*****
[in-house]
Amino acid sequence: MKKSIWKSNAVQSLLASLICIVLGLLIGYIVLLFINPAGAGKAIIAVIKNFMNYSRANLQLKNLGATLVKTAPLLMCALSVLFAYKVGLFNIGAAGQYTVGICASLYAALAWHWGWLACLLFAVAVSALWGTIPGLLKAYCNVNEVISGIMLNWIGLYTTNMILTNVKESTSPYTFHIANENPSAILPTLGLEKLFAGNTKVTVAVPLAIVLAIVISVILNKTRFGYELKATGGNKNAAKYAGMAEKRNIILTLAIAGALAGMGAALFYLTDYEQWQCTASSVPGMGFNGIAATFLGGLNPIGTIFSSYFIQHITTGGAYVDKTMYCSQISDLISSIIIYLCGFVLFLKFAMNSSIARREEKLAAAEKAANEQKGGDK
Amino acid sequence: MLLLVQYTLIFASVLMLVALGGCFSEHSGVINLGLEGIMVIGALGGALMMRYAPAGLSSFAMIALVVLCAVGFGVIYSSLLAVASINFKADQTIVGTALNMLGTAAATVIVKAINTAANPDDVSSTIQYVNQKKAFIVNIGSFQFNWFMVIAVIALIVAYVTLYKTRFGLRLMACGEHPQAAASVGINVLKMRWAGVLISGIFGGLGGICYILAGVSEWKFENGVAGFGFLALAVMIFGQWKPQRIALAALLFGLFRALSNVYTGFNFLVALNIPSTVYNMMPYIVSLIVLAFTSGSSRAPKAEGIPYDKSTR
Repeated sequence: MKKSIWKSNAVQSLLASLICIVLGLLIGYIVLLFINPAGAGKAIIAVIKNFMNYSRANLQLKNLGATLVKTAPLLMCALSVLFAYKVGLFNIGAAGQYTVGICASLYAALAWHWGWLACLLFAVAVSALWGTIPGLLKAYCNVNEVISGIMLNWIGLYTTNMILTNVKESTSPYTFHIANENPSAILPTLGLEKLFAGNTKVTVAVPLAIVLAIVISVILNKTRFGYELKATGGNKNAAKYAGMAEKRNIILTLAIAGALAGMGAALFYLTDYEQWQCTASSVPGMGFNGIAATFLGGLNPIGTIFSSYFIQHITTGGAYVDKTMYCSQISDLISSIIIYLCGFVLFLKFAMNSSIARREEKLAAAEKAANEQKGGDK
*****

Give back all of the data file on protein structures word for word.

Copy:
[in-house]
Amino acid sequence: MKKSIWKSNAVQSLLASLICIVLGLLIGYIVLLFINPAGAGKAIIAVIKNFMNYSRANLQLKNLGATLVKTAPLLMCALSVLFAYKVGLFNIGAAGQYTVGICASLYAALAWHWGWLACLLFAVAVSALWGTIPGLLKAYCNVNEVISGIMLNWIGLYTTNMILTNVKESTSPYTFHIANENPSAILPTLGLEKLFAGNTKVTVAVPLAIVLAIVISVILNKTRFGYELKATGGNKNAAKYAGMAEKRNIILTLAIAGALAGMGAALFYLTDYEQWQCTASSVPGMGFNGIAATFLGGLNPIGTIFSSYFIQHITTGGAYVDKTMYCSQISDLISSIIIYLCGFVLFLKFAMNSSIARREEKLAAAEKAANEQKGGDK
Amino acid sequence: MLLLVQYTLIFASVLMLVALGGCFSEHSGVINLGLEGIMVIGALGGALMMRYAPAGLSSFAMIALVVLCAVGFGVIYSSLLAVASINFKADQTIVGTALNMLGTAAATVIVKAINTAANPDDVSSTIQYVNQKKAFIVNIGSFQFNWFMVIAVIALIVAYVTLYKTRFGLRLMACGEHPQAAASVGINVLKMRWAGVLISGIFGGLGGICYILAGVSEWKFENGVAGFGFLALAVMIFGQWKPQRIALAALLFGLFRALSNVYTGFNFLVALNIPSTVYNMMPYIVSLIVLAFTSGSSRAPKAEGIPYDKSTR
Repeated sequence: MKKSIWKSNAVQSLLASLICIVLGLLIGYIVLLFINPAGAGKAIIAVIKNFMNYSRANLQLKNLGATLVKTAPLLMCALSVLFAYKVGLFNIGAAGQYTVGICASLYAALAWHWGWLACLLFAVAVSALWGTIPGLLKAYCNVNEVISGIMLNWIGLYTTNMILTNVKESTSPYTFHIANENPSAILPTLGLEKLFAGNTKVTVAVPLAIVLAIVISVILNKTRFGYELKATGGNKNAAKYAGMAEKRNIILTLAIAGALAGMGAALFYLTDYEQWQCTASSVPGMGFNGIAATFLGGLNPIGTIFSSYFIQHITTGGAYVDKTMYCSQISDLISSIIIYLCGFVLFLKFAMNSSIARREEKLAAAEKAANEQKGGDK